Learning was accompanied by prayers, kapus, rules, and regulations: Ma na oihana hana a pau o Hawaii nei, ua aoia me ke kapu wale no ‘In all the work occupations of Hawai‘i, they were taught only with the kapu’.
The student had to follow the kānāwai ‘laws’ of learning to achieve effective knowledge, especially in such fields as sorcery, but also in spear throwing, boxing, and wrestling. Laws had to be followed also in the practice of professions such as fishing, tapa making, and house building.
Joseph Emerson states that canoe making “became a religious rite all through.” Hula and other kinds of training demanded sexual abstinence. Kamakau (February 10, 1870) describes the strict kapus enjoined while educating children from chiefly, priestly, or professional families. Education was provided in temples for some occupations. (Charlot)
Post-Contact (after James Cook arrived (1778)), The King and Chiefs Sought Education in Western Vocational Skills
Post contact, this idea of functional education addressing specific skills is exemplified in a letter 15 Chiefs (including King Kamehameha III) signed on August 23, 1836, asking the missionaries to send more teachers. The Chiefs’ focus was on teachers to teach specific vocational skills. The letter (initially prepared and signed in Hawaiian is translated below):
“Regards to you, our friends in America,”
“Here is our hope for the improvement of the lands here in Hawaii. Give us more instructors like those you have in your land, America. These are the kinds of instructors we are considering: A carpenter, A tailor, A house builder, A cobbler, A wheelwright, A paper maker, A maker of lead printing type, Farmers who know the planting and care of cotton and silk, and sugar refining. A maker of fabric, and carts suitable for heavy work.”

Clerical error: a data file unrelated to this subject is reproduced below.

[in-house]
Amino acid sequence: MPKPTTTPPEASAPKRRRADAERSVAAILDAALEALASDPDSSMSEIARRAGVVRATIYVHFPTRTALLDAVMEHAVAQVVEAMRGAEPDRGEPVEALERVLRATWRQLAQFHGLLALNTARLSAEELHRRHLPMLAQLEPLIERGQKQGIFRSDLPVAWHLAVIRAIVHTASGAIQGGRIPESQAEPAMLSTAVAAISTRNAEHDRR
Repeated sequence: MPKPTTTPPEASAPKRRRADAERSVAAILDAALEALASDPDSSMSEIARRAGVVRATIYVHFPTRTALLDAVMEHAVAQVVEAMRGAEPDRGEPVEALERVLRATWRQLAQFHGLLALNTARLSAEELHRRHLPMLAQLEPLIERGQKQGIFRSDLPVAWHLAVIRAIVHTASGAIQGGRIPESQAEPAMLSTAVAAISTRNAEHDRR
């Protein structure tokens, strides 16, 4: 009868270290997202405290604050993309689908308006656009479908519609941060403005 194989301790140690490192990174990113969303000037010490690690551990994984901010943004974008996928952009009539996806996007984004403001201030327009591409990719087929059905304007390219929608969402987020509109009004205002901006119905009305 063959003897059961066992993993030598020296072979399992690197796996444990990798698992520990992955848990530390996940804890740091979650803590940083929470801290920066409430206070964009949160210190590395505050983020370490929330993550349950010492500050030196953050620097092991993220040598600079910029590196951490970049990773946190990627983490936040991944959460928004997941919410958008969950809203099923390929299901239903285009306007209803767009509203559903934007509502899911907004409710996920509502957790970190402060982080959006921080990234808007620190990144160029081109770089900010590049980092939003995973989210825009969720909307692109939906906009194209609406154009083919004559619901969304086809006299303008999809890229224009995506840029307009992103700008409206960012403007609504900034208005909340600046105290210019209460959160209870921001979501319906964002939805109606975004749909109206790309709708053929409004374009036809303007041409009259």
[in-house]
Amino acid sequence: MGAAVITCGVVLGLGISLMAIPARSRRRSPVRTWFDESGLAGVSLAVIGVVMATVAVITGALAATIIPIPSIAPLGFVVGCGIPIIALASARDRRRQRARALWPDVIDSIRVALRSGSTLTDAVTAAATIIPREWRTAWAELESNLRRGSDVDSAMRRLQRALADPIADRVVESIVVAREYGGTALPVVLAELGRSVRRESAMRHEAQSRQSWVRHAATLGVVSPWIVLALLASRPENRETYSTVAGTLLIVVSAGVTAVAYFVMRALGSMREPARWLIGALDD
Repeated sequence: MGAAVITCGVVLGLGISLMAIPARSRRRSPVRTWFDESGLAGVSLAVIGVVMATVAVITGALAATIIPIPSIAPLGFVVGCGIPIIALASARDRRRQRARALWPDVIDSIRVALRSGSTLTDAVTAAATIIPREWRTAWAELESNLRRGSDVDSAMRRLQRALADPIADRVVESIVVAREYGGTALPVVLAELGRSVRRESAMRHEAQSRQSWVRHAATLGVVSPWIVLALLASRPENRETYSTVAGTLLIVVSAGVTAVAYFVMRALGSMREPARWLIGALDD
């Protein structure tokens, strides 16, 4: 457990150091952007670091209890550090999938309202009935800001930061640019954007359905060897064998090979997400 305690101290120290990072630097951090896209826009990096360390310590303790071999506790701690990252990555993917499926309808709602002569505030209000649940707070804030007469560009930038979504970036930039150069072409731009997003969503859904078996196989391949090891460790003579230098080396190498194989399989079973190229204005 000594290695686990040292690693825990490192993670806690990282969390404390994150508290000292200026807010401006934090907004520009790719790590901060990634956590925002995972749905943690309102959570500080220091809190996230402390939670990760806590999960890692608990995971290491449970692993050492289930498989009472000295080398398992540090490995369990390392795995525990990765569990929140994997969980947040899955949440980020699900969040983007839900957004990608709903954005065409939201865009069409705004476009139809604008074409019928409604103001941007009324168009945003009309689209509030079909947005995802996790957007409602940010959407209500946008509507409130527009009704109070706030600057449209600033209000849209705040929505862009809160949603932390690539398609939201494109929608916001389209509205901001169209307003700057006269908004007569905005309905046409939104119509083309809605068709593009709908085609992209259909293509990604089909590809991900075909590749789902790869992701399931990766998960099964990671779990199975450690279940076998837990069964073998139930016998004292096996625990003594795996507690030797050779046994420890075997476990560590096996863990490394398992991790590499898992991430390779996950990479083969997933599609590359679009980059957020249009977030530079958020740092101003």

“A teacher for the chiefs in matters of land, comparable to what is done in enlightened lands. And if there are other things appropriate for those endeavors, those as well.”
“If you agree and send these teachers, we will protect them when they arrive, provide the necessities to make their professions viable and give our support to these needed endeavors.”
(The letter is signed by 15-chiefs, including Kauikeaouli (King Kamehameha III.) Na Kauikeaouli, Nahiʻenaʻena, Na Hoapili Kane, Na Malia Hoapili (Hoapili Wahine?). Gov Adams (Kuakini), Na Kaahumanu 2 (Kīnaʻu), Kekāuluohi, Paki, Liliha, ʻAikanaka, Leleiōhoku, Kekūanāoʻa, Kanaʻina, Kekauōnohi and Keliʻiahonui” (Awaiaulu MHM Project 2016)
While missionaries with various skill sets had been in the islands since 1820, this letter identifies the kingdom’s need for teachers in new fields of industry and business.
Shortly after, the American Board of Commissioners for Foreign Missions (ABCFM) sent the largest company of missionaries to the Islands; including a large number of teachers (19, including their wives). The Eighth Company arrived at Honolulu on April 9, 1837 on the Mary Frasier from Boston.
Manual Labor and Vocational Education in Hawai‘i
When the missionaries established schools and seminaries (i.e. the female seminaries, as well as Lahainaluna, Hilo Boarding School, Punahou,) the focus was educating the head, heart and hand.
In addition to the rigorous academic drills (Head), the schools provided religious/moral (Heart) and manual labor/vocational (Hand) training.
Post contact but prior to the arrival of the missionaries (1820), “no one bothered to create a formal school system that would teach the natives any of the skills they would need to compete in the international arena. Then, the missionaries came along.” (Broadbent)
The missionary educators in Hawai‘i began to use manual and industrial education in the 1830s as one of several curricular alternatives; after mid-century, they began to steer all of the schools they controlled or influenced towards some form of this educational system. “One of the first vocations to be taught was printing. The printed word was considered essential”. (Broadbent)
By the early years of the 20th century, manual labor/vocational training was the preferred curriculum in both the private and public schools of Hawai‘i. As a result, in terms of length of time and continuity, it was more preponderant than what was practiced in the US. (Beyer)